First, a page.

July 8, 2007
MarkBernstein.org
 
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Whiskey Lamb

BlogHui founder Lynsey Gedye sent a note regarding the Whiskey Chicken.

The chicken sounds utterly divine, but I felt I should just slip you a note to say that my mother (at 90 is still driving her car and running her business - including recently telling the bank what they could do and taking her business to another company) always uses a whisky - um - rinse(?) over lamb. A good lash of scotch painted over lamb does away with that sheep-iness and assists with the enrichment of the gravy. Any old scotch will do - I can remember coming home from overseas to find Mum had used up the cooking whisky and had moved smoothly into my 'secret' single malt collection. See? It's ok for men to weep.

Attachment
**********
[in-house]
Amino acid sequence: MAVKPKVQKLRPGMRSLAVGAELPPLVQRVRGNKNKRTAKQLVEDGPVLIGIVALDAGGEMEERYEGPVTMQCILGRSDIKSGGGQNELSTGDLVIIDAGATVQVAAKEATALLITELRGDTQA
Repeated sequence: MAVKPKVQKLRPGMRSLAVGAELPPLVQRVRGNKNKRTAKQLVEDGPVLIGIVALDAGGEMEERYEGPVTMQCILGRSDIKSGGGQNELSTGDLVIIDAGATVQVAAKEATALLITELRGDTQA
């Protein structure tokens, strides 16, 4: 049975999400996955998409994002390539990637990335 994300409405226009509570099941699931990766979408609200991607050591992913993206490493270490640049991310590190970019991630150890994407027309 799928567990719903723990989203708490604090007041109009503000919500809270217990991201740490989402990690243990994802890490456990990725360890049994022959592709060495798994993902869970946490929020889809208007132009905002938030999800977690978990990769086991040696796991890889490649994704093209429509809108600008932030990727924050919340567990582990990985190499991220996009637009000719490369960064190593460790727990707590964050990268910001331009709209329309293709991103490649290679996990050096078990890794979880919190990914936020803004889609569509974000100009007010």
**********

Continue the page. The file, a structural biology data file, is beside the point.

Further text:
The usual rosemary and garlic are all part of the joy - and the tradition here is to serve the lamb with mint sauce, which is good; but not as good as my sister's sacred apple jelly with rosemary. Cold lamb on fresh bread and the rosemary apple jelly... divine. Now I would joyfully share the jelly recipe with you if I had ever been trusted with it in the first instance, but sadly, there appears to be more tests to go - did I mention sacred? Our family takes food disturbingly seriously.

I adapted this to a lamb casserole that's cooking right now: a half-leg, browned in a bit of oil and nestled in a Dutch Oven with mushrooms, baby turnips from our farm box, twenty cloves of garlic, and a bit of thyme and rosemary. I deglazed the browning pan with 2oz of scotch and washed the browned lamb with it, and then added a cup of dry white wine to the pot. It's tightly sealed and stewing in a very moderate oven.

The lamb was wonderful, and the jam — one lemon, sliced lengthwise into eights, seeded, and tossed into the Cuisinart with a handful of cilantro, 2T olive oil, 1/8c sugar, 1/2t salt, was a revelation. Terrific with roasted meat. Who knew?